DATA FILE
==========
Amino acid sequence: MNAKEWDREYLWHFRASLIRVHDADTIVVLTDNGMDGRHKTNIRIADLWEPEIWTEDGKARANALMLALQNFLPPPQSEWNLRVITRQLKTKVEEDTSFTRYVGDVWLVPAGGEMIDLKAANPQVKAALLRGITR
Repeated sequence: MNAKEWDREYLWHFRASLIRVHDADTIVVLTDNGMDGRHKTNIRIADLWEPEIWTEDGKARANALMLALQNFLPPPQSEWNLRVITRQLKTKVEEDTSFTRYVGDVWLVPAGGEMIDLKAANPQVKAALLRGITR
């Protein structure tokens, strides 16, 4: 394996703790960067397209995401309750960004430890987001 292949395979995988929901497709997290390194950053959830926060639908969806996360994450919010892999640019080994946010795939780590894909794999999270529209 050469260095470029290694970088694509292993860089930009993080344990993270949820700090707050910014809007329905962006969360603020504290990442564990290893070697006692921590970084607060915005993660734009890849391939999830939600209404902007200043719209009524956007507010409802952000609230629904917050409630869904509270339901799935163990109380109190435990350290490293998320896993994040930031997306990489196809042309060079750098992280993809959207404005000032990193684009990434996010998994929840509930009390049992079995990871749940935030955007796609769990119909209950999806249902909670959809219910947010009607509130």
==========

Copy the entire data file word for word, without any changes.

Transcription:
Amino acid sequence: MNAKEWDREYLWHFRASLIRVHDADTIVVLTDNGMDGRHKTNIRIADLWEPEIWTEDGKARANALMLALQNFLPPPQSEWNLRVITRQLKTKVEEDTSFTRYVGDVWLVPAGGEMIDLKAANPQVKAALLRGITR
Repeated sequence: MNAKEWDREYLWHFRASLIRVHDADTIVVLTDNGMDGRHKTNIRIADLWEPEIWTEDGKARANALMLALQNFLPPPQSEWNLRVITRQLKTKVEEDTSFTRYVGDVWLVPAGGEMIDLKAANPQVKAALLRGITR
């Protein structure tokens, strides 16, 4: 394996703790960067397209995401309750960004430890987001 292949395979995988929901497709997290390194950053959830926060639908969806996360994450919010892999640019080994946010795939780590894909794999999270529209 050469260095470029290694970088694509292993860089930009993080344990993270949820700090707050910014809007329905962006969360603020504290990442564990290893070697006692921590970084607060915005993660734009890849391939999830939600209404902007200043719209009524956007507010409802952000609230629904917050409630869904509270339901799935163990109380109190435990350290490293998320896993994040930031997306990489196809042309060079750098992280993809959207404005000032990193684009990434996010998994929840509930009390049992079995990871749940935030955007796609769990119909209950999806249902909670959809219910947010009607509130």